Mozambique's capital and largest city, Maputo, has finally recovered from a 15-year civil war that ended in 1992, and is now bounding toward prosperity, thanks to one of Africa’s fastest-growing economies. For curious travelers, there's much to discover here: You'll find a fascinating swirl of cultures—including Portuguese, Bantu, Arab, Chinese and Indian—and be energized by the lively atmosphere of a young, vibrant Africa on the move. Recent investments in Maputo’s parks and museums as well as in the historic Baixa quarter have put a new shine on much of the city. A good place to start your exploration of the two main neighborhoods, uptown and Baixa, is Independence Square, the gateway to both areas. Here, architectural styles mix to surprising effect. Next, head to the central market in Baixa, the historic heart of town, for a glimpse of residents' daily life and to visit some of the cultural highlights such as the National Money Museum, housed in one of Maputo's oldest buildings. Don’t miss the beautiful gardens at the Natural History Museum, the elegant old train station and the underappreciated modernist architecture dating from when Mozambique was ruled by Portugal. Maputo consistently delivers surprises like these—and more.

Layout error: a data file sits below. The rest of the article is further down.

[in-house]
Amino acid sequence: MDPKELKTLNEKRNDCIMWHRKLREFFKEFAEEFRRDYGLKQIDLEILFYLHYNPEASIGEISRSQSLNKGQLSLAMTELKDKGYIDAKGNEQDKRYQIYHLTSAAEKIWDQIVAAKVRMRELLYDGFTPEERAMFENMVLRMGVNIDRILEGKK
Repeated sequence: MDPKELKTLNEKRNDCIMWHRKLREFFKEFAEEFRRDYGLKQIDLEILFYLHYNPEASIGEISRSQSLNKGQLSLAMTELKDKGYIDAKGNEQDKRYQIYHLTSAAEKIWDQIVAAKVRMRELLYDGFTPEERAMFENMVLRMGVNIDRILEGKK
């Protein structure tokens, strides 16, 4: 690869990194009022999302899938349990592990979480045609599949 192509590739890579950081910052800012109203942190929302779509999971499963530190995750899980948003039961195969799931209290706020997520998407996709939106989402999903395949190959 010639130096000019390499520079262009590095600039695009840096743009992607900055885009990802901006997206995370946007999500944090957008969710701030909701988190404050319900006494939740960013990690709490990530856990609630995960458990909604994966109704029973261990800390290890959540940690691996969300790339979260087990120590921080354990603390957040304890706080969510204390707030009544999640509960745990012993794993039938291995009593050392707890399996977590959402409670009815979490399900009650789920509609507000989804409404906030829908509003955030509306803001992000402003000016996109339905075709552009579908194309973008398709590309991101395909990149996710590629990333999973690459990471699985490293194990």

Cape Town
Cape Town's spectacular setting on Table Bay, beneath the 1,082-meter (3,550-foot) Table Mountain and Lion's Head, seldom fails to take one's breath away, whether you are a local or a visitor. If Johannesburg is South Africa's New York, this port city of four million, settled by traders from the Dutch East India Company in 1652, is its San Francisco. With a rich array of restaurants, galleries, vineyards and countless beaches, as well as a Mediterranean climate, life on the Cape Peninsula, which stretches for some 70 kilometers (43 miles) from downtown to the most southerly point, Cape Point, is genteel and all about good, healthy living and staying outdoors as much as possible. The Table Bay side of the city, known for its luxurious seaview properties and bustling nightlife, is countered by equally intriguing False Bay, which lies behind Table Mountain and is home to quaint, cobblestoned fishing villages like Kalk Bay, as well as the city's famous penguin colony. There, too, you'll find the oldest (and some of the best) vineyards in Africa, such as Constantia Uitsig and Buitenverwachting. If you visit, though, be warned: Once might not be enough.